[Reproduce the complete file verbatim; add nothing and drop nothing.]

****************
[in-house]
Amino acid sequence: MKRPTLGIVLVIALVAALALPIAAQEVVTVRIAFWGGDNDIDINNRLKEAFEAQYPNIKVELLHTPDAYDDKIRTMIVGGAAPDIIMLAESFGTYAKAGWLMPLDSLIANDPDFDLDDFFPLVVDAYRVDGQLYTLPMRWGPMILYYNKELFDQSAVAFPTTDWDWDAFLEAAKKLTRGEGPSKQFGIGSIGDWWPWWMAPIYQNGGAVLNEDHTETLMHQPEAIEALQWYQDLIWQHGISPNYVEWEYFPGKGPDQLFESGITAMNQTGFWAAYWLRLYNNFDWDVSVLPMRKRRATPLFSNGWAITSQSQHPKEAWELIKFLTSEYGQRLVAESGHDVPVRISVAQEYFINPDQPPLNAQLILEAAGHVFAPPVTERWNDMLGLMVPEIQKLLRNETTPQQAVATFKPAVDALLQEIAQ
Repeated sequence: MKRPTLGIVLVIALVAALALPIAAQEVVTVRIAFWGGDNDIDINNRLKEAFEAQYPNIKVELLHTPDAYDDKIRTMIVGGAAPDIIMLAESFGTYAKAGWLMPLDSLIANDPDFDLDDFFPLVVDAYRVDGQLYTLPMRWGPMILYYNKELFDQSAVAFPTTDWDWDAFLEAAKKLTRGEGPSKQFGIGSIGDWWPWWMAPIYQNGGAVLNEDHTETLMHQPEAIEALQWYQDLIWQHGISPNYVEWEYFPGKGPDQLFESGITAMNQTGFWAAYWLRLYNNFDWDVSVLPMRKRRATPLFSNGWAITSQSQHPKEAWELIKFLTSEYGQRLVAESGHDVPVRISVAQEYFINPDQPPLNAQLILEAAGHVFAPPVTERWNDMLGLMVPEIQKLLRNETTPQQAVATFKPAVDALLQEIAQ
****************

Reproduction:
[in-house]
Amino acid sequence: MKRPTLGIVLVIALVAALALPIAAQEVVTVRIAFWGGDNDIDINNRLKEAFEAQYPNIKVELLHTPDAYDDKIRTMIVGGAAPDIIMLAESFGTYAKAGWLMPLDSLIANDPDFDLDDFFPLVVDAYRVDGQLYTLPMRWGPMILYYNKELFDQSAVAFPTTDWDWDAFLEAAKKLTRGEGPSKQFGIGSIGDWWPWWMAPIYQNGGAVLNEDHTETLMHQPEAIEALQWYQDLIWQHGISPNYVEWEYFPGKGPDQLFESGITAMNQTGFWAAYWLRLYNNFDWDVSVLPMRKRRATPLFSNGWAITSQSQHPKEAWELIKFLTSEYGQRLVAESGHDVPVRISVAQEYFINPDQPPLNAQLILEAAGHVFAPPVTERWNDMLGLMVPEIQKLLRNETTPQQAVATFKPAVDALLQEIAQ
Repeated sequence: MKRPTLGIVLVIALVAALALPIAAQEVVTVRIAFWGGDNDIDINNRLKEAFEAQYPNIKVELLHTPDAYDDKIRTMIVGGAAPDIIMLAESFGTYAKAGWLMPLDSLIANDPDFDLDDFFPLVVDAYRVDGQLYTLPMRWGPMILYYNKELFDQSAVAFPTTDWDWDAFLEAAKKLTRGEGPSKQFGIGSIGDWWPWWMAPIYQNGGAVLNEDHTETLMHQPEAIEALQWYQDLIWQHGISPNYVEWEYFPGKGPDQLFESGITAMNQTGFWAAYWLRLYNNFDWDVSVLPMRKRRATPLFSNGWAITSQSQHPKEAWELIKFLTSEYGQRLVAESGHDVPVRISVAQEYFINPDQPPLNAQLILEAAGHVFAPPVTERWNDMLGLMVPEIQKLLRNETTPQQAVATFKPAVDALLQEIAQ